If you don't like that analogy, how about driving a car. Can you imagine how complicated this job has been all these years. You have to press an accelerator while holding onto a steering wheel (two tasks) at the same time! Then we can throw in some radio adjustments, maybe some mirror adjustments, sun visor up or down, and God forbid, using a telephone or texting all at the same time.
Conclusion is that God designed these bodies to be able to do many different things. It is the mind which prevents most folks from making good use of what they were given.
My question was sort of rhetorical, but I appreciate the logic in the answers.
I'm not certain how cats got the bad rap they have gotten. I suspect it came from ads or things stated by non-cat stove manufacturers. I cannot see that pushing in a bypass arm or dropping a bypass lever when the cat reaches light-off temps, is any different than adjusting intake controls when a stove reaches cruise temps. No stove is free of adjustment in a burn cycle.
The whole cat/non-cat discussion seems out of place for people who love burning wood for heat. I know cat stoves work well. Apparently EPA stoves work well to do the same thing - burn volatiles. But I have not found my Homestead to be easier to use than former cat stoves. Too the contrary.
REF1, you must also realize that some of the posts are made in jest. Highbeam always tries to rattle me a bit but never seems to because I usually answer him with logic. Sometimes he understand and sometimes not. lol (Said in jest.) It is sort of along the same lines as the debate over burning pine. You will run into lots and lots of posts about burning pine and you will also find lots of comments about your house burning down and other bad things. It simply is not true.
Pine is fine. It just got a bad rap from some of the old timers. Years ago with the old stoves folks used to cut their wood and burn it in the same day. Naturally this caused all sorts of creosote problems. I even recall one time a fellow came on the forum and stated that there were only two kinds of wood burners: those who have had chimney fires and those who haven't had one yet, but soon will. He was old school and old school thinking. You can imagine if the flue is partially clogged and someone burns a hot fire made with pine. Pine is a hot and fast burning wood which in those cases could start a chimney fire. With today's stoves and with seasoned wood, there are no worries about that sort of thing.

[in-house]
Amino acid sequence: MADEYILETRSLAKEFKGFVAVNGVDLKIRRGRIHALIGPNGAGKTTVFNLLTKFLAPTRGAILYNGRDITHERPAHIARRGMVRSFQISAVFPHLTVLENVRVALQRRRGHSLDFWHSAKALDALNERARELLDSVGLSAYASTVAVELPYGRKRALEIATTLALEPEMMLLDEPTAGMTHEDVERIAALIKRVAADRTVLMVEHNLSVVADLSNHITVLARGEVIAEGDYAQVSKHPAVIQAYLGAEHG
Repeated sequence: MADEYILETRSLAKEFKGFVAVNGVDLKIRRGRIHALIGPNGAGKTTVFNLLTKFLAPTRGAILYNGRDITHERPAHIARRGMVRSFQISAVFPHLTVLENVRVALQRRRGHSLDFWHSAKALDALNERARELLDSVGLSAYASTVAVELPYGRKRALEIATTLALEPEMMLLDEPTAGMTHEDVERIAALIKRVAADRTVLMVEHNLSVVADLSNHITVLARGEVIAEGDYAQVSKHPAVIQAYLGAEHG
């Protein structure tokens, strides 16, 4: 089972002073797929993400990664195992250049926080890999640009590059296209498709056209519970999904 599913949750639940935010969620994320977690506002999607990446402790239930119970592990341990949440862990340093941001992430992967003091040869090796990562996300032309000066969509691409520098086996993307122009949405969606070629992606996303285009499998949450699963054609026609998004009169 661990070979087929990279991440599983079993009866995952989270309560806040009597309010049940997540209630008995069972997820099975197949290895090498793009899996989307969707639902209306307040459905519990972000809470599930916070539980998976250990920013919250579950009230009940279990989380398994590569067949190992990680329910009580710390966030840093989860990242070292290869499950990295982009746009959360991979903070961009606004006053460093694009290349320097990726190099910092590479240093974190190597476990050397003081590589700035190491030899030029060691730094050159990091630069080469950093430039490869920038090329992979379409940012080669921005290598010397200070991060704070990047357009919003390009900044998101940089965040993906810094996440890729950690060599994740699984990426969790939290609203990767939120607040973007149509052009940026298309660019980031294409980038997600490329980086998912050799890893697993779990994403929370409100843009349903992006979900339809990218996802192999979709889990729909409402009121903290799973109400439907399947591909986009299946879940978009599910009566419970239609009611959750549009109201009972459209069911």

I can see alot of the discussion runs around taking shots at each other. But it seems odd the discussion exists from a more serious wood burning viewpoint. Ignorant or misinformed people may always say something which causes confusion, but after all these years it seems people would just let people use what they want to burn with and not hassle about what variety of stove they use. Especially a dealer. If he doesn't want to carry any cat stoves, so be it. But running down a longstanding, viable technology is foolish.
They don't put cats in automobiles for nothing. Or, if I went to some auto forum would I find some raging discussion thread there about cats? Probably would.
And soapstone stoves can't get above 400 degrees and don't heat as well as steel or cast iron. Those facts are just as proven as 'a cat stove is not more complicated than a non-cat'.
Hmmmm . . . got me thinking . . . I wonder what a car with secondary combustion looks like . . . I'd like to see that light show . . . for some reason I'm picturing a hot rod with flames shooting 25-feet out of the tailpipe.